The Review — 10/07/2018 at 12:00

Leveraging Technology to Expand Opportunities for Female Entrepreneurs by Goldman Sachs

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Research shows that investing in female entrepreneurs can have powerful multiplier effects as women tend to reinvest the majority of their incomes back into their families and communities — further developing their economies, society and boosting GDP growth. We sat down with John F.W. Rogers, Chairman of the Goldman Sachs Foundation, who explained how recent changes to the firm’s 10,000 Women program represent an inflection point in corporate philanthropy.

What do you see as the benefits of investing in female entrepreneurship?

John F.W. Rogers: Through the firm’s 10,000 Women program — now in its 10th year — we’ve seen first-hand how providing women with access to business education, networks and capital can have a real impact on economic growth and provide tangible benefits to families and communities. Thousands of women have gone through the in-person business education program, and the results are truly compelling: 70 percent of graduates report higher revenues in their business; 60 percent add new jobs; and 9 out of 10 participants go on to mentor other women — causing a ripple effect in their communities, leading to more widespread opportunity.

Earlier this year, Goldman Sachs launched an online curriculum for its 10,000 Women program, a global initiative which fosters economic growth by providing female entrepreneurs with business education, networks and capital. What prompted the recent move to launch the online curriculum on Coursera?

JFWR: What we’ve learned over the past decade or so is that the field of corporate philanthropy is constantly evolving, and we need to evolve as well. When we launched 10,000 Women in 2008, entrepreneurship education, especially for women, was still in its nascent stages. It has now undergone an incredible shift in mindset, becoming embedded in many of the universities we have worked with over the years. As a society, we’ve also seen digital connectivity become fundamental to how we work and live, and wanted to ensure that we are leveraging the increase in mobile device usage, internet access and the engagement with online learning. As our firm focuses on leveraging technology, we wanted to make this program no exception. By partnering with Coursera, we’re able to expand entrepreneurship training globally, democratizing access to business education on a global scale, through a digitally delivered curriculum. This free, interactive 12-week course — which is fully funded by the Goldman Sachs Foundation — is targeted to women-owned small businesses in developing economies. In short, we are able to expand 10,000 Women to reach those entrepreneurs we haven’t been able to before. This is a question of opportunity, not capability.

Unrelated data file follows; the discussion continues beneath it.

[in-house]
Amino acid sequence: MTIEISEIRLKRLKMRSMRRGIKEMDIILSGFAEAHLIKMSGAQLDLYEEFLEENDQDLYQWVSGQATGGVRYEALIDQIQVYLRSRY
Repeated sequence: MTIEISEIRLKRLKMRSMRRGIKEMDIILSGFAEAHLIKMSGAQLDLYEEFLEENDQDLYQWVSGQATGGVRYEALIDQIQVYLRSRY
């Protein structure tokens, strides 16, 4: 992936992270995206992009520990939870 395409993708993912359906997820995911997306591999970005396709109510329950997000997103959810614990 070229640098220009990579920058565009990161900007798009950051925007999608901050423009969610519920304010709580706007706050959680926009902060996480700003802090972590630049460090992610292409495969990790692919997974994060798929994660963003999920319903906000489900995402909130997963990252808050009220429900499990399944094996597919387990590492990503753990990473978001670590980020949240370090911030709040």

What are some of the other hurdles that women entrepreneurs face, and what have you done to keep the momentum going now that GS has graduated its 10,000th woman from the program?

JFWR: As we spoke with our alumnae of the program, it was clear that we had an opportunity to further help women take their businesses to the next level by focusing on access to credit. Through our ongoing partnership with the International Finance Corporation, the Women Entrepreneurs Opportunity Facility, which was launched in 2014, reached $1 billion in commitments, over 40 percent above the original target. IFC’s own research estimated that as many as 70 percent of women-owned small to medium enterprises in developing countries are unserved or underserved by financial institutions. The WEOF, which has a strong presence in some of the world’s poorest and conflict-afflicted emerging markets, was created to help address that barrier by providing lines of credit and financial incentives to the financial institutions to encourage lending to women-owned businesses.

As Chairman of the Foundation, how have you seen corporate giving evolve over the years?

JFWR: While the notion of “giving back” has long been a part of the firm’s DNA as a partnership, we first codified our commitment as a “corporate philanthropist” by establishing the Foundation in 1999. But 10 years in, we had an existential moment where we, as a firm, decided to change course by committing to providing the same level of selectivity, rigor and measurement to our philanthropy efforts that we routinely apply to our business endeavors. As a result, we recast the Foundation with a structure and mission to focus on defined areas for strategic investing — resulting in programs such as 10,000 Women, 10,000 Small Businesses and Goldman Sachs Gives. We’re also cognizant that the government and nonprofits are themselves financially strained and no longer in positions to be the primary purveyor of philanthropic programs. More than ever, we believe we are at an inflection for the future of philanthropy where corporations are playing a much broader role on a global scale — and in a more responsible way — to bring the power of innovation to strategic partnerships.


Read this great Interview on BRIEFINGS from Goldman Sachs


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